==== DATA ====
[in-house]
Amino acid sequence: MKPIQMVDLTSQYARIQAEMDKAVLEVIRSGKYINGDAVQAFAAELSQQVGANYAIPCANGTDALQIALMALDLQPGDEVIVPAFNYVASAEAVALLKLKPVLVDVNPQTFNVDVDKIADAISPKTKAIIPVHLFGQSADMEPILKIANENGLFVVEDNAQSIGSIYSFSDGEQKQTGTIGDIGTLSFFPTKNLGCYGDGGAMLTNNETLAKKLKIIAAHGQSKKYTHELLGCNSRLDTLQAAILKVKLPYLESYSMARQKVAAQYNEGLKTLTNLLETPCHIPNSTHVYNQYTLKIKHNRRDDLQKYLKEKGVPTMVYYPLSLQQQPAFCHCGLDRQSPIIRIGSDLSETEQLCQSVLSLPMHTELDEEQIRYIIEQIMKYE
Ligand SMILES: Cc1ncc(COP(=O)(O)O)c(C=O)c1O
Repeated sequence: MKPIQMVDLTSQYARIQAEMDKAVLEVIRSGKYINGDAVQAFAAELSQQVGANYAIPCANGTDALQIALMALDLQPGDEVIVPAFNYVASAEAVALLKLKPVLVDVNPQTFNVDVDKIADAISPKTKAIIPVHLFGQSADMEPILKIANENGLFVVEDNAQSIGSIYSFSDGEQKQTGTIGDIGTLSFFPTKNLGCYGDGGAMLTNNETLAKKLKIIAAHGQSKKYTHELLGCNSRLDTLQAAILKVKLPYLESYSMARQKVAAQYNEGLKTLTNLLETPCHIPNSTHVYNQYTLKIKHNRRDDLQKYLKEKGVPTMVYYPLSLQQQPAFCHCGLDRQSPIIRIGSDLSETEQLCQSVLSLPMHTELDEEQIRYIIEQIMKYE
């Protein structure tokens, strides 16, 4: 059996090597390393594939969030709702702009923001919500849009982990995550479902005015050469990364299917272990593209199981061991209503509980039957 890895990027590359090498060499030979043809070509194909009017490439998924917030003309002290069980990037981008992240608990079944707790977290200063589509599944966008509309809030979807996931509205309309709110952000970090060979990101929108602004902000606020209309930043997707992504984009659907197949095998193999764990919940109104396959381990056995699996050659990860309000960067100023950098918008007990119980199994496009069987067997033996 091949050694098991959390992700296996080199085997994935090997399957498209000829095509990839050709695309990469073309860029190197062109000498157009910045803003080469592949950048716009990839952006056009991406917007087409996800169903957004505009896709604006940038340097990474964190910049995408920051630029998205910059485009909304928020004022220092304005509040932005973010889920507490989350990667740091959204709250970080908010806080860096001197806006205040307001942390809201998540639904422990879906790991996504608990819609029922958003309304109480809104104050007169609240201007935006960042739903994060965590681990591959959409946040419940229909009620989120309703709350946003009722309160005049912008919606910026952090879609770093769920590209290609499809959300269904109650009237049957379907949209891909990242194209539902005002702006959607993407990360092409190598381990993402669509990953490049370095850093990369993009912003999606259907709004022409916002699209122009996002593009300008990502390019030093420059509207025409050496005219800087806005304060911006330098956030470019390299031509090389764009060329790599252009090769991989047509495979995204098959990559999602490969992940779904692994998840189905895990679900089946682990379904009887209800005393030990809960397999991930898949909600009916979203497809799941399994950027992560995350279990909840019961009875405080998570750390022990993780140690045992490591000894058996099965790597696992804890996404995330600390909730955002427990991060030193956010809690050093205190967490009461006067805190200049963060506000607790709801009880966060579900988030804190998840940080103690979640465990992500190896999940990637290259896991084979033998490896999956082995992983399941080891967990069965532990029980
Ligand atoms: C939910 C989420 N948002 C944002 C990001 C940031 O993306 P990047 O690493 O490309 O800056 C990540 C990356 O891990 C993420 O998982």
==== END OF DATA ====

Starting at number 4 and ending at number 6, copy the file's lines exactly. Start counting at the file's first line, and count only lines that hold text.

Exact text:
Repeated sequence: MKPIQMVDLTSQYARIQAEMDKAVLEVIRSGKYINGDAVQAFAAELSQQVGANYAIPCANGTDALQIALMALDLQPGDEVIVPAFNYVASAEAVALLKLKPVLVDVNPQTFNVDVDKIADAISPKTKAIIPVHLFGQSADMEPILKIANENGLFVVEDNAQSIGSIYSFSDGEQKQTGTIGDIGTLSFFPTKNLGCYGDGGAMLTNNETLAKKLKIIAAHGQSKKYTHELLGCNSRLDTLQAAILKVKLPYLESYSMARQKVAAQYNEGLKTLTNLLETPCHIPNSTHVYNQYTLKIKHNRRDDLQKYLKEKGVPTMVYYPLSLQQQPAFCHCGLDRQSPIIRIGSDLSETEQLCQSVLSLPMHTELDEEQIRYIIEQIMKYE
């Protein structure tokens, strides 16, 4: 059996090597390393594939969030709702702009923001919500849009982990995550479902005015050469990364299917272990593209199981061991209503509980039957 890895990027590359090498060499030979043809070509194909009017490439998924917030003309002290069980990037981008992240608990079944707790977290200063589509599944966008509309809030979807996931509205309309709110952000970090060979990101929108602004902000606020209309930043997707992504984009659907197949095998193999764990919940109104396959381990056995699996050659990860309000960067100023950098918008007990119980199994496009069987067997033996 091949050694098991959390992700296996080199085997994935090997399957498209000829095509990839050709695309990469073309860029190197062109000498157009910045803003080469592949950048716009990839952006056009991406917007087409996800169903957004505009896709604006940038340097990474964190910049995408920051630029998205910059485009909304928020004022220092304005509040932005973010889920507490989350990667740091959204709250970080908010806080860096001197806006205040307001942390809201998540639904422990879906790991996504608990819609029922958003309304109480809104104050007169609240201007935006960042739903994060965590681990591959959409946040419940229909009620989120309703709350946003009722309160005049912008919606910026952090879609770093769920590209290609499809959300269904109650009237049957379907949209891909990242194209539902005002702006959607993407990360092409190598381990993402669509990953490049370095850093990369993009912003999606259907709004022409916002699209122009996002593009300008990502390019030093420059509207025409050496005219800087806005304060911006330098956030470019390299031509090389764009060329790599252009090769991989047509495979995204098959990559999602490969992940779904692994998840189905895990679900089946682990379904009887209800005393030990809960397999991930898949909600009916979203497809799941399994950027992560995350279990909840019961009875405080998570750390022990993780140690045992490591000894058996099965790597696992804890996404995330600390909730955002427990991060030193956010809690050093205190967490009461006067805190200049963060506000607790709801009880966060579900988030804190998840940080103690979640465990992500190896999940990637290259896991084979033998490896999956082995992983399941080891967990069965532990029980
Ligand atoms: C939910 C989420 N948002 C944002 C990001 C940031 O993306 P990047 O690493 O490309 O800056 C990540 C990356 O891990 C993420 O998982």